Retrospective Study
Copyright ©The Author(s) 2023. Published by Baishideng Publishing Group Inc. All rights reserved.
World J Neurol. Jul 31, 2023; 9(4): 37-43
Published online Jul 31, 2023. doi: 10.5316/wjn.v9.i4.37
Role of lumbar puncture in clinical outcome of suspected acute bacterial meningitis
Arunava Saha, Shihla Shireen Kanamgode, Sarat Chandra Malempati, Sirshendu Chaudhuri, Jeffrey Scott
Arunava Saha, Shihla Shireen Kanamgode, Sarat Chandra Malempati, Department of Internal Medicine, Saint Vincent Hospital, Worcester, MA 01608, United States
Sirshendu Chaudhuri, Assistant Professor, Indian Institute of Public Health, Hyderabad 500030, Telangana, India
Jeffrey Scott, Department of Pulmonary and Critical Care Medicine, Saint Vincent Hospital, Worcester, MA 01608, United States
Author contributions: Saha A, Kanamgode SS and Scott J were involved in the conception of idea and study design; Chaudhuri S and Scott J provided administrative support; Scott J helped in provision of study materials or patients; Saha A, Kanamgode SS and Malempati SC were involved in collection and assembly of data; Saha A, Chaudhuri S and Scott J were involved in data analysis and interpretation; All authors were involved in manuscript writing; and the final draft was approved by all authors.
Institutional review board statement: The study-protocol was approved by the Ethics Committee of Metrowest Medical Center, IRB#2023-005.
Informed consent statement: Informed consent was waived as it was a retrospective chart review.
Conflict-of-interest statement: The authors certify that they have NO affiliations with or involvement in any organization or entity with any financial interest (such as honoraria; educational grants; participation in speakers’ bureaus; membership, employment, consultancies, stock ownership, or other equity interest; and expert testimony or patent-licensing arrangements), or non-financial interest (such as personal or professional relationships, affiliations, knowledge or beliefs) in the subject matter or materials discussed in this manuscript.
Data sharing statement: Technical appendix, statistical code, and dataset available from the corresponding author at It was a retrospective study, hence consent was not obtained but the presented data are anonymized and risk of identification is low.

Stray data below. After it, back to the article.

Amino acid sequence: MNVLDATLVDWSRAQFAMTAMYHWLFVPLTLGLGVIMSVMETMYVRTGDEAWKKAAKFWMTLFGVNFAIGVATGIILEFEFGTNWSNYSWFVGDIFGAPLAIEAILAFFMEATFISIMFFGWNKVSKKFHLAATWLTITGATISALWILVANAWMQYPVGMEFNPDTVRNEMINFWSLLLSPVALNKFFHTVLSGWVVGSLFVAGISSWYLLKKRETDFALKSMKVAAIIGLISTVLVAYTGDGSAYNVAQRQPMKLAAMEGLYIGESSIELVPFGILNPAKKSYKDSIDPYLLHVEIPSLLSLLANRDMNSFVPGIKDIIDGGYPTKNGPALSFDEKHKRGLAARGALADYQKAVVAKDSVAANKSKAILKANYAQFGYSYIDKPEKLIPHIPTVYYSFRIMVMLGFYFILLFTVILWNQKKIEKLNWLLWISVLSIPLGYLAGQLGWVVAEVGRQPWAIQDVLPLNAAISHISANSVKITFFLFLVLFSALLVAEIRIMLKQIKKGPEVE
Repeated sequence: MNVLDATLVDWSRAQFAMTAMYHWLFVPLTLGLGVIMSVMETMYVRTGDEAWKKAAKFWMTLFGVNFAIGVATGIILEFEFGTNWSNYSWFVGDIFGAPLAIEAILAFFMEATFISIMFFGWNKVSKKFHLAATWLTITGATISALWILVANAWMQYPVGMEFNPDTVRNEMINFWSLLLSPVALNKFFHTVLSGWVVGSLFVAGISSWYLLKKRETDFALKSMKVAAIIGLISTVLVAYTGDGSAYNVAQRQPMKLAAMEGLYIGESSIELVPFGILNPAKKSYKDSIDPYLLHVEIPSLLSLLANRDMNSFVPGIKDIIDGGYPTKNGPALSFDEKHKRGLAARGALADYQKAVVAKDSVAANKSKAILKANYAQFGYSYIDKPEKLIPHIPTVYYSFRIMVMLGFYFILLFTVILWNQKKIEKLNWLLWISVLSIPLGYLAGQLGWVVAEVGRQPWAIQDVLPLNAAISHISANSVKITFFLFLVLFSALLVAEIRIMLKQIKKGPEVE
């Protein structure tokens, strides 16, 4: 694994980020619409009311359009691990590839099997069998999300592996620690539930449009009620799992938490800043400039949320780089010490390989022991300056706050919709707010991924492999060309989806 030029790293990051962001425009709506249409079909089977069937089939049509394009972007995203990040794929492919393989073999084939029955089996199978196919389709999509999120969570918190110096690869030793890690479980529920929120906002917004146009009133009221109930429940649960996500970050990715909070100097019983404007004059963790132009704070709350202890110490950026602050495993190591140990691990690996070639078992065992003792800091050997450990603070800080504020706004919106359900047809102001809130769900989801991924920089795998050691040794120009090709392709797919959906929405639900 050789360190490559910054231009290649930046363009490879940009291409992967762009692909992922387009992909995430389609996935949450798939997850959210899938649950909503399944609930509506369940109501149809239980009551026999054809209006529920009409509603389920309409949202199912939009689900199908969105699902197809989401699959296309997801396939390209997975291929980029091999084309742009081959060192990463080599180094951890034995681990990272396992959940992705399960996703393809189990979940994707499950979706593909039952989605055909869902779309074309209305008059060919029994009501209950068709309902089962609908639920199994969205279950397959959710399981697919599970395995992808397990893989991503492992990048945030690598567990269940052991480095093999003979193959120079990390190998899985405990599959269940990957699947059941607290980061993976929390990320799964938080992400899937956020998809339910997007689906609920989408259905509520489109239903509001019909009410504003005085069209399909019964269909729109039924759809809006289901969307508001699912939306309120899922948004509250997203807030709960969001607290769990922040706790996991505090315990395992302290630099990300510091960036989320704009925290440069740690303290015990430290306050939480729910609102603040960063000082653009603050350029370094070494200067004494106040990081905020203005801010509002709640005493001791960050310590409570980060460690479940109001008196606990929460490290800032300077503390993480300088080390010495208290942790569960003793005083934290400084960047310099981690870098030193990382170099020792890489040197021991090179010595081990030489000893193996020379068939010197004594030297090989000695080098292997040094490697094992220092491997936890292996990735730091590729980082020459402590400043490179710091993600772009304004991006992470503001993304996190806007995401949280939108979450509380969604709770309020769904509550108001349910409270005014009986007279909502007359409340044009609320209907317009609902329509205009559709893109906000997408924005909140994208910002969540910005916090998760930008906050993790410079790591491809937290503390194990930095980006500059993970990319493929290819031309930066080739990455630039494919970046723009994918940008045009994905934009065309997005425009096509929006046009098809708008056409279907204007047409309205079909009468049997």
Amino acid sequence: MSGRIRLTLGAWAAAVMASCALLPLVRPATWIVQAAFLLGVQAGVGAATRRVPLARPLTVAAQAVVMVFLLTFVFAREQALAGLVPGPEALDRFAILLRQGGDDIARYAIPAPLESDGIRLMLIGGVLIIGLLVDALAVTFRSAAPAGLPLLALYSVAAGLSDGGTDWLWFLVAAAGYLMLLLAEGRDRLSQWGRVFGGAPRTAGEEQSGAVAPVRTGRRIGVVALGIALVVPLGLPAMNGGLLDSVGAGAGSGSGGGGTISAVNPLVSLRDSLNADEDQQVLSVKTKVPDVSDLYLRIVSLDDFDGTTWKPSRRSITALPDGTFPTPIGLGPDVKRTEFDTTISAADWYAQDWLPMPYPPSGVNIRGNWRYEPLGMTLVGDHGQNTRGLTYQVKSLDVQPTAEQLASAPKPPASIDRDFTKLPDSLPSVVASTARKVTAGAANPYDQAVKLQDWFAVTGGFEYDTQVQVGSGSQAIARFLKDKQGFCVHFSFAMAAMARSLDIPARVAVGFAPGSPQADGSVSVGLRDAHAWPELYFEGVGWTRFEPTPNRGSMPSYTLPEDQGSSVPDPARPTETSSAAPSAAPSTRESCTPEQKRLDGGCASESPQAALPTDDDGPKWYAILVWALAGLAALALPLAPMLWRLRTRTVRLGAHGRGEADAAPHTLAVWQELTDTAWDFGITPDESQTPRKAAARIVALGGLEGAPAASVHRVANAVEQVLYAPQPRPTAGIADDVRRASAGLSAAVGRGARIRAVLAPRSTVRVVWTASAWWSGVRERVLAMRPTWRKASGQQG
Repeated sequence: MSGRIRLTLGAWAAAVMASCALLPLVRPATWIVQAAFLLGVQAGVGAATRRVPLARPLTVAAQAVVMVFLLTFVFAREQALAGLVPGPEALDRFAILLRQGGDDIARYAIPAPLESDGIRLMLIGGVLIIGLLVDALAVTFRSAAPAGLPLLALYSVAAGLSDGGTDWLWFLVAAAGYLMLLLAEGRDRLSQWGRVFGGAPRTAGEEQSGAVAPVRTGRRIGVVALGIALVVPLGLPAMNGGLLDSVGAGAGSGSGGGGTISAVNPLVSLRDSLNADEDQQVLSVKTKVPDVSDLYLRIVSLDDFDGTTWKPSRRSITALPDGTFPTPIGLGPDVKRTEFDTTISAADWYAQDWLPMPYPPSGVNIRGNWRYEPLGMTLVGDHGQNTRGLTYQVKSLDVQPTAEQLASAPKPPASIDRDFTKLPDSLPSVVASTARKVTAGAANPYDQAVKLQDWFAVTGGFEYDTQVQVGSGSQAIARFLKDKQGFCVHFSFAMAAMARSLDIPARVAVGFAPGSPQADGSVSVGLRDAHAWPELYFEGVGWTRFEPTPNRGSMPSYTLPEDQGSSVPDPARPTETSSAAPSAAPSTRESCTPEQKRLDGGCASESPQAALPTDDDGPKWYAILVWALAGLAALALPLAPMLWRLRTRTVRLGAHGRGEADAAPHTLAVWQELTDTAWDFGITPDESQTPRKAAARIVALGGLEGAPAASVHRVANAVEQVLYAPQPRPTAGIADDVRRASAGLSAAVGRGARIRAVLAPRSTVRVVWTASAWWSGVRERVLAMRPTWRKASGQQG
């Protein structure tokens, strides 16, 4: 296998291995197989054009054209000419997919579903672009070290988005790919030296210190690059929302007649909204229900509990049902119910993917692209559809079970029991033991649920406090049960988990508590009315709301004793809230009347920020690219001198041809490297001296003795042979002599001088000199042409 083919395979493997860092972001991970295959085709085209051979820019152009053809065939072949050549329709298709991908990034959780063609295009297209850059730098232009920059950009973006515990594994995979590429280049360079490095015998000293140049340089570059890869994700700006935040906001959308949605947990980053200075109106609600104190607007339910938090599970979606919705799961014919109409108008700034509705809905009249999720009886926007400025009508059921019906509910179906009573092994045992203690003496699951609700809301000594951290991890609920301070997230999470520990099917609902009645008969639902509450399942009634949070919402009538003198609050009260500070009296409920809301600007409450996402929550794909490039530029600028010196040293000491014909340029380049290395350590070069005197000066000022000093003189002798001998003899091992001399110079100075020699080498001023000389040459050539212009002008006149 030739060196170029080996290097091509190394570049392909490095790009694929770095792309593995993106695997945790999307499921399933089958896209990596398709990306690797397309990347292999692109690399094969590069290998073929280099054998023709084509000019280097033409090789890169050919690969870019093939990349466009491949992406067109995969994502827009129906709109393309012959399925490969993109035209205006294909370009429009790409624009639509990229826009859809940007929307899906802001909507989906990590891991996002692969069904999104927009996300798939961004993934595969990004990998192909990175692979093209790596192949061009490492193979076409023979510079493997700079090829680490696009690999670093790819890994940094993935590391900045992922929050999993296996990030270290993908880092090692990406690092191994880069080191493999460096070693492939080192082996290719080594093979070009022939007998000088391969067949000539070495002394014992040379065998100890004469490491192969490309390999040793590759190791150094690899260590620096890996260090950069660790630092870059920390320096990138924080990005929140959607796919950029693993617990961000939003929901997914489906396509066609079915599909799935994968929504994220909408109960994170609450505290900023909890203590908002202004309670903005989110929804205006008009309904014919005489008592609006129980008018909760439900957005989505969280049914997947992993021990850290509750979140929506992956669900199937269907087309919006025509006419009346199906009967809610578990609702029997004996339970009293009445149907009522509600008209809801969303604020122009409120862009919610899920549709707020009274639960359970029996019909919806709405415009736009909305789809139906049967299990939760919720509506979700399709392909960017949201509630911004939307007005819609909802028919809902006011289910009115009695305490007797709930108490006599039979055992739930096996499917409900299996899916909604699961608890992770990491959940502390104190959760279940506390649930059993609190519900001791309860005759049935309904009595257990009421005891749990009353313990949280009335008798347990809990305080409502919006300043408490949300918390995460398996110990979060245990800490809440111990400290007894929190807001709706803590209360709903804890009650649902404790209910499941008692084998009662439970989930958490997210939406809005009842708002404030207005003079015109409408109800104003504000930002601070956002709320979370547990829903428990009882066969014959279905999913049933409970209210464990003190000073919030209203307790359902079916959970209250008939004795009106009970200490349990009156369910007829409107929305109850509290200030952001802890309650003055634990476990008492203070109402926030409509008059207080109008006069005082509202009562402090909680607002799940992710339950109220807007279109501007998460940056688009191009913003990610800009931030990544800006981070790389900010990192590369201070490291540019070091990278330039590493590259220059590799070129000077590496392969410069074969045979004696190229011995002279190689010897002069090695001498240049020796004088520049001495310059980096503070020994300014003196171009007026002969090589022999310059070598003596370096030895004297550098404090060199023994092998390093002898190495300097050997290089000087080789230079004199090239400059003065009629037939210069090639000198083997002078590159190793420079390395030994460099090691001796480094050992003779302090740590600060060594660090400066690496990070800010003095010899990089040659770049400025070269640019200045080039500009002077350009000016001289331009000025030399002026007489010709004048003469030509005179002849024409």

Open-Access: This article is an open-access article that was selected by an in-house editor and fully peer-reviewed by external reviewers. It is distributed in accordance with the Creative Commons Attribution NonCommercial (CC BY-NC 4.0) license, which permits others to distribute, remix, adapt, build upon this work non-commercially, and license their derivative works on different terms, provided the original work is properly cited and the use is non-commercial. See:
Corresponding author: Arunava Saha, MD, Department of Internal Medicine, Saint Vincent Hospital, 123, Summer Street, Worcester, MA 01608, United States.
Received: May 20, 2023
Peer-review started: May 20, 2023
First decision: June 15, 2023
Revised: June 26, 2023
Accepted: July 7, 2023
Article in press: July 7, 2023
Published online: July 31, 2023
Core Tip

Core Tip: Cerebrospinal fluid (CSF) analysis is considered the gold standard for diagnosing meningitis, but often CSF results are unavailable and patients are treated empirically. There are a multitude of reasons for lumbar puncture (LP) deferral, predominantly unsuccessful attempts and body habitus. A lack of CSF analysis in patients with suspected meningitis is associated with prolonged antibiotic use in some and poor outcome in others secondary to potential under-treatment. Every patient with a clinical suspicion for meningitis should undergo LP, radiology-assisted if necessary, and have a CSF analysis to confirm or rule out meningitis to guide need for antibiotic therapy.